Roku warns customers: “Google may remove your access to YouTube TV” [Updated]

April 26, 2021 by No Comments

Enlarge / The new Roku Express with its remote.

YouTube TV is supposed to bring the best parts of cable TV to streaming, but it’s also bringing one of the most annoying parts: carriage disputes.

Roku and Google are apparently fighting over the terms of carrying YouTube TV on Roku’s streaming platform. Roku has sent out an email blast to customers with a subject line saying, “Google may remove your access to YouTube TV.” If you can’t already tell, we’re getting a very one-sided take on the story right now. Google has yet to offer a response to Roku’s first salvo, though we’ve asked for comment and will update this article if Google responds. (Update: Google has responded, see below.)

Roku’s email says, “Recent negotiations with Google to carry YouTube TV have broken down because Roku cannot accept Google’s unfair terms, as we believe they could harm our users.” Roku’s email only vaguely alludes to what it is claiming Google wants, saying, “We cannot accept Google’s unfair and anticompetitive requirements to manipulate your search results, impact the usage of your data, and ultimately cost you more.”

Axios claims to be able to fill in the blanks and has published a wild list of demands that Roku says Google has asked for. Google’s alleged demands range from changing how Roku’s streaming platform works to stipulating what chips Roku should use in its products. Roku tells Axios that Google wants “a dedicated search results row for YouTube within the Roku smart TV interface,” and it wants Roku to “block search results from other streaming content providers while users are using the YouTube app on Roku’s system.”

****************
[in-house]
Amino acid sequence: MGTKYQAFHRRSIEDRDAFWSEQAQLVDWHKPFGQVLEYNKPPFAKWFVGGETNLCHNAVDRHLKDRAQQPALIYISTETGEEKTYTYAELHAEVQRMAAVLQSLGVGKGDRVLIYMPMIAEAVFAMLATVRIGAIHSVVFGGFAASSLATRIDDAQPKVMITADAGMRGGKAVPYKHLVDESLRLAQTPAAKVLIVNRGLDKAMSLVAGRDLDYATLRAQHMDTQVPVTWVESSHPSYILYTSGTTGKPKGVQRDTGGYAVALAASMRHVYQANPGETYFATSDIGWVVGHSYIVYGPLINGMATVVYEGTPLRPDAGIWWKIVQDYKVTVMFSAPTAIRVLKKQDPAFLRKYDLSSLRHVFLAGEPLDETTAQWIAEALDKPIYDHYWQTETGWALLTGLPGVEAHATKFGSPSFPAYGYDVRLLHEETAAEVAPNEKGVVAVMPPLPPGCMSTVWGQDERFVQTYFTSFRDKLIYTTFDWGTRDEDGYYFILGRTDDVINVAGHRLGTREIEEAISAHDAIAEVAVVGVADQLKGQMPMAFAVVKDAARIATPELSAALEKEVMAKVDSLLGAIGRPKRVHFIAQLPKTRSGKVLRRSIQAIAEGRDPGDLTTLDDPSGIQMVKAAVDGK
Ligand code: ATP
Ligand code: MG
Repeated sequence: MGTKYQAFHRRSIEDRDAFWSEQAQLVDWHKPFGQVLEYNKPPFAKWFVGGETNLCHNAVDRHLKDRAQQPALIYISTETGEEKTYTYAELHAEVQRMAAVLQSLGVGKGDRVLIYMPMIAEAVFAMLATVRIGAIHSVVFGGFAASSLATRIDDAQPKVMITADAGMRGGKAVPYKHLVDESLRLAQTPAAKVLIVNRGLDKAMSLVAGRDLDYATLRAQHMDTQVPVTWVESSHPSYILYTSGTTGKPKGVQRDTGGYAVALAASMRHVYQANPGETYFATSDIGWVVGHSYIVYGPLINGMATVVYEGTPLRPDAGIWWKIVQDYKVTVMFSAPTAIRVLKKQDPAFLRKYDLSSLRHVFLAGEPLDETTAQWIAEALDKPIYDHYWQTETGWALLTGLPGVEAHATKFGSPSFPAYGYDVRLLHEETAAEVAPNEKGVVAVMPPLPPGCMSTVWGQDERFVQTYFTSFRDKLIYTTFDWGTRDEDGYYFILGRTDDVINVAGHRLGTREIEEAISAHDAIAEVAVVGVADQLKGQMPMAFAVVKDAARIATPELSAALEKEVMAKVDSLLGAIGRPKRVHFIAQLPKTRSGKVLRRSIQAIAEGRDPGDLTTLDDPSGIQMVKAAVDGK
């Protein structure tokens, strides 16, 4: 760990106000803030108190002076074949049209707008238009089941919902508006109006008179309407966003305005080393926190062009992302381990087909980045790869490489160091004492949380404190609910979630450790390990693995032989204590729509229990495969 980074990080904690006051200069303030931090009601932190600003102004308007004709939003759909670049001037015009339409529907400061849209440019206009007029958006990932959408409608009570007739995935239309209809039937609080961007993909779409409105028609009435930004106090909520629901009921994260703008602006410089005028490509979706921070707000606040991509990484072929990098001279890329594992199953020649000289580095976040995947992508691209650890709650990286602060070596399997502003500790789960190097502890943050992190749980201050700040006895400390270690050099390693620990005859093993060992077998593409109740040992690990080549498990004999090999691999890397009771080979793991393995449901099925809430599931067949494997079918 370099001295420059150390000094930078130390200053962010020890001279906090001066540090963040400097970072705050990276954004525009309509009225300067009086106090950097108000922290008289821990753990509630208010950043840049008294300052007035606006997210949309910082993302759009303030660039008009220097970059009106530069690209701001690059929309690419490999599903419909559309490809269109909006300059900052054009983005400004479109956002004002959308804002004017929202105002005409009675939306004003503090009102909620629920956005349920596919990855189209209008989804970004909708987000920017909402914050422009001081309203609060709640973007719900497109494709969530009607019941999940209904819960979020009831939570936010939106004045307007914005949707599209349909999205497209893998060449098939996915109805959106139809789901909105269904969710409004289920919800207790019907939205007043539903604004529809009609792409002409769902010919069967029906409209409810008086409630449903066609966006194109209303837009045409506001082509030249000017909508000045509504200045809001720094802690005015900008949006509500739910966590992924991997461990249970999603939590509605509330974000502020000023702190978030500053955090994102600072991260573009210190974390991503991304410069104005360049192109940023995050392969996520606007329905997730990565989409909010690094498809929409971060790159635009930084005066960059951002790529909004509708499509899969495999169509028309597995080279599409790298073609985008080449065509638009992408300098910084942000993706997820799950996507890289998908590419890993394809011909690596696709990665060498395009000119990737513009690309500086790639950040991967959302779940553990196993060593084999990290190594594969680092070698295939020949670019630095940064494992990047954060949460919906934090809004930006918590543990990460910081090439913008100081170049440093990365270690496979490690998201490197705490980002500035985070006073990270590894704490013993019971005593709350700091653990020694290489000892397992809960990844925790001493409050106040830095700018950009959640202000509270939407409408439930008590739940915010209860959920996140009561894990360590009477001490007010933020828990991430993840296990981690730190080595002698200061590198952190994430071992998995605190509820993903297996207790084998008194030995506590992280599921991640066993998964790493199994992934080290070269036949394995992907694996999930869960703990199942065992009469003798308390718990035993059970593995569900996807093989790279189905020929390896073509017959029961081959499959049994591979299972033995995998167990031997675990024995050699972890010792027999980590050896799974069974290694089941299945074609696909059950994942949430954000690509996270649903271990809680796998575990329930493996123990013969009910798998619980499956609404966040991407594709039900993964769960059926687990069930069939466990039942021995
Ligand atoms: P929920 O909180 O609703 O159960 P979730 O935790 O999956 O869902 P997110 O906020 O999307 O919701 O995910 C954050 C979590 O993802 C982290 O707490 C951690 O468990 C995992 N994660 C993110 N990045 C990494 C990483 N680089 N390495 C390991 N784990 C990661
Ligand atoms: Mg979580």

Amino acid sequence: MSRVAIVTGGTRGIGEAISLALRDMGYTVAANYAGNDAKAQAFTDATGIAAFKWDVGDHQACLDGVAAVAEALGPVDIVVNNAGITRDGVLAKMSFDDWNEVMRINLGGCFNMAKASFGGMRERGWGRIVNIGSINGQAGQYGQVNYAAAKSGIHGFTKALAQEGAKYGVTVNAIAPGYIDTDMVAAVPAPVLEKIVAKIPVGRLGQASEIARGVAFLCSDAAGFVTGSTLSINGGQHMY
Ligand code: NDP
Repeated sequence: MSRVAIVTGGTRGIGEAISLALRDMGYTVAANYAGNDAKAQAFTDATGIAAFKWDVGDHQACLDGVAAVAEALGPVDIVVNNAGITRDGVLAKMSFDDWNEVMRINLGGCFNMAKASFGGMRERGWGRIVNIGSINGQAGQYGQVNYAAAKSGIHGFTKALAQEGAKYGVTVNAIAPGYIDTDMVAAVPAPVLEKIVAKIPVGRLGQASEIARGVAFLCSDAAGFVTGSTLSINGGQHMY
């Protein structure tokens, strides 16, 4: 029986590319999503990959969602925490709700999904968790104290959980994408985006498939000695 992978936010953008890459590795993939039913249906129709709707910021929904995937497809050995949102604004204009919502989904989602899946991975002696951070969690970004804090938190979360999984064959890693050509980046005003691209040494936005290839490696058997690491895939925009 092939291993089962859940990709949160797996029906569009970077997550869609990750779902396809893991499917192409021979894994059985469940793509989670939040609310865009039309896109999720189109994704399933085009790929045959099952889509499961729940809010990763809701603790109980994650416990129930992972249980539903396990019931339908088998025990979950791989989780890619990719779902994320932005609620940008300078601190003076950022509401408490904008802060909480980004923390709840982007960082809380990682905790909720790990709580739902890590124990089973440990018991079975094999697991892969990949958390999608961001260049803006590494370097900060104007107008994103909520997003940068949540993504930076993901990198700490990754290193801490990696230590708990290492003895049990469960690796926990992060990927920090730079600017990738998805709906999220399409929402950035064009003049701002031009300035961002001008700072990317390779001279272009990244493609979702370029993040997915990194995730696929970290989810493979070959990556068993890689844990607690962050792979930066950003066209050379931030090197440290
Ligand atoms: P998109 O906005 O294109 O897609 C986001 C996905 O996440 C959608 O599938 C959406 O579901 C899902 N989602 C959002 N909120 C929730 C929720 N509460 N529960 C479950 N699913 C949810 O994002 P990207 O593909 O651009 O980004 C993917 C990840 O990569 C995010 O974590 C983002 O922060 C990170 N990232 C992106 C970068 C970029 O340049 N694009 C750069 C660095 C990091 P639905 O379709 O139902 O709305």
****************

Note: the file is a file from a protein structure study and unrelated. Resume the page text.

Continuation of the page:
The report continues: “Roku alleges Google has asked it to favor YouTube music results from voice commands made on the Roku remote while the YouTube app is open, even if the user’s music preference is set to default to another music app, like Pandora.”

The most bizarre claim from Axios is that Google is trying to use app-carrying negotiations to change the way Roku’s products are built. “Roku says Google has threatened to require Roku to use certain chip sets or memory cards that would force Roku to increase the price of its hardware product, which competes directly with Google’s Chromecast,” Axios says.

Roku really goes for it in the last paragraph of its email, saying it is “deeply disappointed in Google’s decision to use their monopoly power to try and force terms that will directly harm streamers.” The “M word” is a sensitive subject, as Google’s search unit is currently dealing with an antitrust investigation from the DOJ. But that’s not really relevant here. You could argue that regular YouTube has a monopoly on web video, but other than sharing a brand, standard YouTube has basically nothing to do with YouTube TV, which competes with cable TV and even has a second streaming competitor in Hulu + Live TV.

When it comes to who is winning the streaming platform wars, Roku actually has the highest market share, with the NPD putting it at 38 percent market share in the US, in front of Amazon and Samsung. Most counts have Google’s platforms like Google/Android TV and Chromecast in a distant fourth.